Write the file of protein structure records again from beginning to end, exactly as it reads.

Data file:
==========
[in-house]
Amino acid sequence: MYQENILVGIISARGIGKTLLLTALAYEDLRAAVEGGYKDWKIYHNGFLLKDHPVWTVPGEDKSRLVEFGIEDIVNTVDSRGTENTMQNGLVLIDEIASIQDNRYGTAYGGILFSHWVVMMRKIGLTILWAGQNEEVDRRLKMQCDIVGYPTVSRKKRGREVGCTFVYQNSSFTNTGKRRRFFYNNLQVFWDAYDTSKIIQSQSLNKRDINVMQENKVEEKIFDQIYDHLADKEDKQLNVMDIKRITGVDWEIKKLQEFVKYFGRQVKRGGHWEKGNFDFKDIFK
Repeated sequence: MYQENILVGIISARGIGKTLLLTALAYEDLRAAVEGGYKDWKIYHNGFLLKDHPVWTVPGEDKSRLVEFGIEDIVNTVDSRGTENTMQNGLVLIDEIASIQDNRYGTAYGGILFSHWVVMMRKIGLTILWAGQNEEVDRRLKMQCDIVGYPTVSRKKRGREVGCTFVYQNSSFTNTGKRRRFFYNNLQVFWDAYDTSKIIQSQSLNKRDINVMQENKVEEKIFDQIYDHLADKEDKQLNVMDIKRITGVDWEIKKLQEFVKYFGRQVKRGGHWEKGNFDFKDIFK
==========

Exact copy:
[in-house]
Amino acid sequence: MYQENILVGIISARGIGKTLLLTALAYEDLRAAVEGGYKDWKIYHNGFLLKDHPVWTVPGEDKSRLVEFGIEDIVNTVDSRGTENTMQNGLVLIDEIASIQDNRYGTAYGGILFSHWVVMMRKIGLTILWAGQNEEVDRRLKMQCDIVGYPTVSRKKRGREVGCTFVYQNSSFTNTGKRRRFFYNNLQVFWDAYDTSKIIQSQSLNKRDINVMQENKVEEKIFDQIYDHLADKEDKQLNVMDIKRITGVDWEIKKLQEFVKYFGRQVKRGGHWEKGNFDFKDIFK
Repeated sequence: MYQENILVGIISARGIGKTLLLTALAYEDLRAAVEGGYKDWKIYHNGFLLKDHPVWTVPGEDKSRLVEFGIEDIVNTVDSRGTENTMQNGLVLIDEIASIQDNRYGTAYGGILFSHWVVMMRKIGLTILWAGQNEEVDRRLKMQCDIVGYPTVSRKKRGREVGCTFVYQNSSFTNTGKRRRFFYNNLQVFWDAYDTSKIIQSQSLNKRDINVMQENKVEEKIFDQIYDHLADKEDKQLNVMDIKRITGVDWEIKKLQEFVKYFGRQVKRGGHWEKGNFDFKDIFK